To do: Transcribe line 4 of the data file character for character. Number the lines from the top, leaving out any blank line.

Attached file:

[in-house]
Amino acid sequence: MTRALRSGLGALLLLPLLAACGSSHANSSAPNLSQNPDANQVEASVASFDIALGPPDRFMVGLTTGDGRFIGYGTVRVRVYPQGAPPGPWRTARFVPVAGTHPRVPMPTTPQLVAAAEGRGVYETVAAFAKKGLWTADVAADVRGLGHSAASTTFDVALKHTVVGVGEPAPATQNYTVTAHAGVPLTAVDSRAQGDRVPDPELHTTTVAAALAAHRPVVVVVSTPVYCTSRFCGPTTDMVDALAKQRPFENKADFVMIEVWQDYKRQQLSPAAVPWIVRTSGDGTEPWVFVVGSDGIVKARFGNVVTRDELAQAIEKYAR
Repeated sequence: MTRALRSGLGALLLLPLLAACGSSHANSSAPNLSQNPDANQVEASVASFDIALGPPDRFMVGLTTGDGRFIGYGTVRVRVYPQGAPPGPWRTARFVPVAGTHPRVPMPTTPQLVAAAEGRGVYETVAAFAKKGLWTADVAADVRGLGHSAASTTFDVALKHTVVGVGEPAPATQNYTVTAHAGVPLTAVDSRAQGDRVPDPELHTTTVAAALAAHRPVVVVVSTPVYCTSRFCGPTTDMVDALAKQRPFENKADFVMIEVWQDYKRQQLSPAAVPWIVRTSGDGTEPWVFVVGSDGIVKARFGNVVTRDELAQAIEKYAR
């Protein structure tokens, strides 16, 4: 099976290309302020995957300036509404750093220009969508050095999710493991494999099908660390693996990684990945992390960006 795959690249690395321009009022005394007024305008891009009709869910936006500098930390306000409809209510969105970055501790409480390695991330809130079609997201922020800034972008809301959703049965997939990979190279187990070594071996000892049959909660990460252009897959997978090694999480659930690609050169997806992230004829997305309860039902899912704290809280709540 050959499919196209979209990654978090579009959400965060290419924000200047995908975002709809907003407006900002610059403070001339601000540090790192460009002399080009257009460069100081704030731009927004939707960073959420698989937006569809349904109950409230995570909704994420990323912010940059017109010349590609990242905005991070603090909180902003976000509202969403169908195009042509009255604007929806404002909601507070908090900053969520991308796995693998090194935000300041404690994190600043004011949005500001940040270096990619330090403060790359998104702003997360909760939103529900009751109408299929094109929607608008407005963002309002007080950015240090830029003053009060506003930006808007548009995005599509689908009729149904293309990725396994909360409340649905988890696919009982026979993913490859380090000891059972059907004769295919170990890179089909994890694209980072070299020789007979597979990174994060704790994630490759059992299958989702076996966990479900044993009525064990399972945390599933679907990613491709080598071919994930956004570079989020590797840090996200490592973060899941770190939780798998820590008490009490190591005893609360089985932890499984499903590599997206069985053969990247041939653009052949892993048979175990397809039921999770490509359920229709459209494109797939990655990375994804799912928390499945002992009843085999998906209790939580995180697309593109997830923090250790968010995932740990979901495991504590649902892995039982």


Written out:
């Protein structure tokens, strides 16, 4: 099976290309302020995957300036509404750093220009969508050095999710493991494999099908660390693996990684990945992390960006 795959690249690395321009009022005394007024305008891009009709869910936006500098930390306000409809209510969105970055501790409480390695991330809130079609997201922020800034972008809301959703049965997939990979190279187990070594071996000892049959909660990460252009897959997978090694999480659930690609050169997806992230004829997305309860039902899912704290809280709540 050959499919196209979209990654978090579009959400965060290419924000200047995908975002709809907003407006900002610059403070001339601000540090790192460009002399080009257009460069100081704030731009927004939707960073959420698989937006569809349904109950409230995570909704994420990323912010940059017109010349590609990242905005991070603090909180902003976000509202969403169908195009042509009255604007929806404002909601507070908090900053969520991308796995693998090194935000300041404690994190600043004011949005500001940040270096990619330090403060790359998104702003997360909760939103529900009751109408299929094109929607608008407005963002309002007080950015240090830029003053009060506003930006808007548009995005599509689908009729149904293309990725396994909360409340649905988890696919009982026979993913490859380090000891059972059907004769295919170990890179089909994890694209980072070299020789007979597979990174994060704790994630490759059992299958989702076996966990479900044993009525064990399972945390599933679907990613491709080598071919994930956004570079989020590797840090996200490592973060899941770190939780798998820590008490009490190591005893609360089985932890499984499903590599997206069985053969990247041939653009052949892993048979175990397809039921999770490509359920229709459209494109797939990655990375994804799912928390499945002992009843085999998906209790939580995180697309593109997830923090250790968010995932740990979901495991504590649902892995039982």